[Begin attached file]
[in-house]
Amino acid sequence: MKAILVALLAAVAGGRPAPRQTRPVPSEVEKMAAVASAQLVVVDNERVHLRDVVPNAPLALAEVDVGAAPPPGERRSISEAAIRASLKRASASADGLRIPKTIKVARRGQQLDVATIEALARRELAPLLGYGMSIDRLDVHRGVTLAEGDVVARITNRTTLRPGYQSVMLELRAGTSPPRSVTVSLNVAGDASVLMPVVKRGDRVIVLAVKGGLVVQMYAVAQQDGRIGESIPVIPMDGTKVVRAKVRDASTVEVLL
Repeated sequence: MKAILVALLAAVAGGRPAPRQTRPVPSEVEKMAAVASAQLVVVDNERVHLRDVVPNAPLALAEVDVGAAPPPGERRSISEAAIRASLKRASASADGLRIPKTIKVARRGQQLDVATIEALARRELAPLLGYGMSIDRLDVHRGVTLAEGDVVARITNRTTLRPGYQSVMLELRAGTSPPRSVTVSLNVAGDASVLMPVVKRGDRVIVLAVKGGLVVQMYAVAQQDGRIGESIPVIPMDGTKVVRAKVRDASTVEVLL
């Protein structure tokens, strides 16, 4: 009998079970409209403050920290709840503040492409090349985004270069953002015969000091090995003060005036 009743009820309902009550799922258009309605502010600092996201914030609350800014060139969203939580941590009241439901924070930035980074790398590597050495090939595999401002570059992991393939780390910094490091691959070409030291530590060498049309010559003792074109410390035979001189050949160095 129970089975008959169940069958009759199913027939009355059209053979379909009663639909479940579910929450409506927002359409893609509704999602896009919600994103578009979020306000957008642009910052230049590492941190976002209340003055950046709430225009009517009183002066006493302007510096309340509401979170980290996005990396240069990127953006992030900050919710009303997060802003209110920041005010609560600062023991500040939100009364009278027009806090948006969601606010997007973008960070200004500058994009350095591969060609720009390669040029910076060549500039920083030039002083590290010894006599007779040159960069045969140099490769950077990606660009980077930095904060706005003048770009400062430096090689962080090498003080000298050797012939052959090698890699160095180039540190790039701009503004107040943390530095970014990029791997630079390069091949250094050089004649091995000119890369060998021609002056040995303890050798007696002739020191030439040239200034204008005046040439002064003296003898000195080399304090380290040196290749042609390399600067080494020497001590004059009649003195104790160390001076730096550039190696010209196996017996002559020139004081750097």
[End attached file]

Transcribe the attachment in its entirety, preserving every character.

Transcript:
[in-house]
Amino acid sequence: MKAILVALLAAVAGGRPAPRQTRPVPSEVEKMAAVASAQLVVVDNERVHLRDVVPNAPLALAEVDVGAAPPPGERRSISEAAIRASLKRASASADGLRIPKTIKVARRGQQLDVATIEALARRELAPLLGYGMSIDRLDVHRGVTLAEGDVVARITNRTTLRPGYQSVMLELRAGTSPPRSVTVSLNVAGDASVLMPVVKRGDRVIVLAVKGGLVVQMYAVAQQDGRIGESIPVIPMDGTKVVRAKVRDASTVEVLL
Repeated sequence: MKAILVALLAAVAGGRPAPRQTRPVPSEVEKMAAVASAQLVVVDNERVHLRDVVPNAPLALAEVDVGAAPPPGERRSISEAAIRASLKRASASADGLRIPKTIKVARRGQQLDVATIEALARRELAPLLGYGMSIDRLDVHRGVTLAEGDVVARITNRTTLRPGYQSVMLELRAGTSPPRSVTVSLNVAGDASVLMPVVKRGDRVIVLAVKGGLVVQMYAVAQQDGRIGESIPVIPMDGTKVVRAKVRDASTVEVLL
């Protein structure tokens, strides 16, 4: 009998079970409209403050920290709840503040492409090349985004270069953002015969000091090995003060005036 009743009820309902009550799922258009309605502010600092996201914030609350800014060139969203939580941590009241439901924070930035980074790398590597050495090939595999401002570059992991393939780390910094490091691959070409030291530590060498049309010559003792074109410390035979001189050949160095 129970089975008959169940069958009759199913027939009355059209053979379909009663639909479940579910929450409506927002359409893609509704999602896009919600994103578009979020306000957008642009910052230049590492941190976002209340003055950046709430225009009517009183002066006493302007510096309340509401979170980290996005990396240069990127953006992030900050919710009303997060802003209110920041005010609560600062023991500040939100009364009278027009806090948006969601606010997007973008960070200004500058994009350095591969060609720009390669040029910076060549500039920083030039002083590290010894006599007779040159960069045969140099490769950077990606660009980077930095904060706005003048770009400062430096090689962080090498003080000298050797012939052959090698890699160095180039540190790039701009503004107040943390530095970014990029791997630079390069091949250094050089004649091995000119890369060998021609002056040995303890050798007696002739020191030439040239200034204008005046040439002064003296003898000195080399304090380290040196290749042609390399600067080494020497001590004059009649003195104790160390001076730096550039190696010209196996017996002559020139004081750097």